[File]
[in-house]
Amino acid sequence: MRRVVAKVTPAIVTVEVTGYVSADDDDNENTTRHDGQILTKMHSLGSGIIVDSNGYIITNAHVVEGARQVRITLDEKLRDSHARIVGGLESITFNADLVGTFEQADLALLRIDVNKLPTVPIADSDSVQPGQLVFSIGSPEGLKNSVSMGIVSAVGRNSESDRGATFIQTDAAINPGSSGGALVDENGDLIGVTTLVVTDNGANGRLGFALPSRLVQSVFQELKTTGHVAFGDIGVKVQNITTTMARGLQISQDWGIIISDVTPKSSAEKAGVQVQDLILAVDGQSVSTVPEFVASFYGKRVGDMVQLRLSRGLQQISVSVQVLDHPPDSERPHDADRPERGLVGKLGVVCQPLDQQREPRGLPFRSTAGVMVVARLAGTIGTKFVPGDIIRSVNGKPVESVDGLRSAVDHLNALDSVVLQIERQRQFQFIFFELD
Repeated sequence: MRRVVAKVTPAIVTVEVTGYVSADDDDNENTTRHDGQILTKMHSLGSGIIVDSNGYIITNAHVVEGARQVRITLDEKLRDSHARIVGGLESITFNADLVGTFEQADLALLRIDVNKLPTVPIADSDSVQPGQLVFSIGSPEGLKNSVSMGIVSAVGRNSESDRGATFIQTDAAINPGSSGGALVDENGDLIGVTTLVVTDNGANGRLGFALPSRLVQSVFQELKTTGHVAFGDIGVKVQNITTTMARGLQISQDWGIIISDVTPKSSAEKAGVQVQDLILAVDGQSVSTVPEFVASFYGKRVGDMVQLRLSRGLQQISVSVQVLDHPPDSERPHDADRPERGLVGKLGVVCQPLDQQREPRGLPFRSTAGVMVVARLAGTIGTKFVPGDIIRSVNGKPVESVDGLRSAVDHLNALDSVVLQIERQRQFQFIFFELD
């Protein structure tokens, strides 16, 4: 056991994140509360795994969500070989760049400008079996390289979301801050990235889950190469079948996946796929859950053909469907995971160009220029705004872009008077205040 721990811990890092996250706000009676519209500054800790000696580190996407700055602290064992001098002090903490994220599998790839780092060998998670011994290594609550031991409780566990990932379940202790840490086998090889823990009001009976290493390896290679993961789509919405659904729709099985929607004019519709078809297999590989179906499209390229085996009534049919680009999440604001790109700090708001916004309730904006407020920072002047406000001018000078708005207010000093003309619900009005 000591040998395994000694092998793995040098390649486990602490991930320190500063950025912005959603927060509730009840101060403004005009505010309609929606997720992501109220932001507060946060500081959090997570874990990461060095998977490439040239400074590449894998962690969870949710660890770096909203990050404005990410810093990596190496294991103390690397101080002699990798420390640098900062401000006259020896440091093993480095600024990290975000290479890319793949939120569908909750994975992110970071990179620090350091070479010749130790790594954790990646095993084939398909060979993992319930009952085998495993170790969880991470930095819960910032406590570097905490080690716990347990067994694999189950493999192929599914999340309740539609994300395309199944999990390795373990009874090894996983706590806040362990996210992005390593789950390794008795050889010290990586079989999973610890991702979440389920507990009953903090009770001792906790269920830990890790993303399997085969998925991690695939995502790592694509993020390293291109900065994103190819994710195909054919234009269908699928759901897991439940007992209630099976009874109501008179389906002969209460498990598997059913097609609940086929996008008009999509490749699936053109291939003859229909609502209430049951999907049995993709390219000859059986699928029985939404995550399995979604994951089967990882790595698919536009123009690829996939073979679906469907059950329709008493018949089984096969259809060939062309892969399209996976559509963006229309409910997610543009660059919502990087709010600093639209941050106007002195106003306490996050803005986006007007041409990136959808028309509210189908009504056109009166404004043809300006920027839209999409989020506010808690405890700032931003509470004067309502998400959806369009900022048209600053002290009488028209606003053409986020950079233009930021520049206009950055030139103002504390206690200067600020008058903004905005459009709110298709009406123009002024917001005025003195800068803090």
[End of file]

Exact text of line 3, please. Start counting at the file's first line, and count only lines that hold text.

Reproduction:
Repeated sequence: MRRVVAKVTPAIVTVEVTGYVSADDDDNENTTRHDGQILTKMHSLGSGIIVDSNGYIITNAHVVEGARQVRITLDEKLRDSHARIVGGLESITFNADLVGTFEQADLALLRIDVNKLPTVPIADSDSVQPGQLVFSIGSPEGLKNSVSMGIVSAVGRNSESDRGATFIQTDAAINPGSSGGALVDENGDLIGVTTLVVTDNGANGRLGFALPSRLVQSVFQELKTTGHVAFGDIGVKVQNITTTMARGLQISQDWGIIISDVTPKSSAEKAGVQVQDLILAVDGQSVSTVPEFVASFYGKRVGDMVQLRLSRGLQQISVSVQVLDHPPDSERPHDADRPERGLVGKLGVVCQPLDQQREPRGLPFRSTAGVMVVARLAGTIGTKFVPGDIIRSVNGKPVESVDGLRSAVDHLNALDSVVLQIERQRQFQFIFFELD